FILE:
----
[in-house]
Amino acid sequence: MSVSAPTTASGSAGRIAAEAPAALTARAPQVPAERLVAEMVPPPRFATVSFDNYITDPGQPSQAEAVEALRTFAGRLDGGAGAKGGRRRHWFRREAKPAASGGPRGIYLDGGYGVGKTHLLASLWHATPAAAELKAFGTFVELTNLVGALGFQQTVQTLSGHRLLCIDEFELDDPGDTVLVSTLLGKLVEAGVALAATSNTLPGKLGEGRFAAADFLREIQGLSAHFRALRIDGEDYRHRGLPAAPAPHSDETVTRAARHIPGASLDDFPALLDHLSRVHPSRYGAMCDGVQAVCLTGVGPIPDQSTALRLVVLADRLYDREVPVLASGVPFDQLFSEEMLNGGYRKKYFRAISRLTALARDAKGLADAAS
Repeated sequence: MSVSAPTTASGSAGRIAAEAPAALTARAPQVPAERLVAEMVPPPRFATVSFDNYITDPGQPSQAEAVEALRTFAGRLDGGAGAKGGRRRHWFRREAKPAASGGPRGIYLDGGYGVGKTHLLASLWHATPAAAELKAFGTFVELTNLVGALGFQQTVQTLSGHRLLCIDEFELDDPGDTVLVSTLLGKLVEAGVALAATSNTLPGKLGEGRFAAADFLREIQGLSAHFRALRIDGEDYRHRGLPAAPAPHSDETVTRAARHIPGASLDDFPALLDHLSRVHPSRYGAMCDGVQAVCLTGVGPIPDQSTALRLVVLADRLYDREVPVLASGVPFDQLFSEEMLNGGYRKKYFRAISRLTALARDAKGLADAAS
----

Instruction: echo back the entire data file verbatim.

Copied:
[in-house]
Amino acid sequence: MSVSAPTTASGSAGRIAAEAPAALTARAPQVPAERLVAEMVPPPRFATVSFDNYITDPGQPSQAEAVEALRTFAGRLDGGAGAKGGRRRHWFRREAKPAASGGPRGIYLDGGYGVGKTHLLASLWHATPAAAELKAFGTFVELTNLVGALGFQQTVQTLSGHRLLCIDEFELDDPGDTVLVSTLLGKLVEAGVALAATSNTLPGKLGEGRFAAADFLREIQGLSAHFRALRIDGEDYRHRGLPAAPAPHSDETVTRAARHIPGASLDDFPALLDHLSRVHPSRYGAMCDGVQAVCLTGVGPIPDQSTALRLVVLADRLYDREVPVLASGVPFDQLFSEEMLNGGYRKKYFRAISRLTALARDAKGLADAAS
Repeated sequence: MSVSAPTTASGSAGRIAAEAPAALTARAPQVPAERLVAEMVPPPRFATVSFDNYITDPGQPSQAEAVEALRTFAGRLDGGAGAKGGRRRHWFRREAKPAASGGPRGIYLDGGYGVGKTHLLASLWHATPAAAELKAFGTFVELTNLVGALGFQQTVQTLSGHRLLCIDEFELDDPGDTVLVSTLLGKLVEAGVALAATSNTLPGKLGEGRFAAADFLREIQGLSAHFRALRIDGEDYRHRGLPAAPAPHSDETVTRAARHIPGASLDDFPALLDHLSRVHPSRYGAMCDGVQAVCLTGVGPIPDQSTALRLVVLADRLYDREVPVLASGVPFDQLFSEEMLNGGYRKKYFRAISRLTALARDAKGLADAAS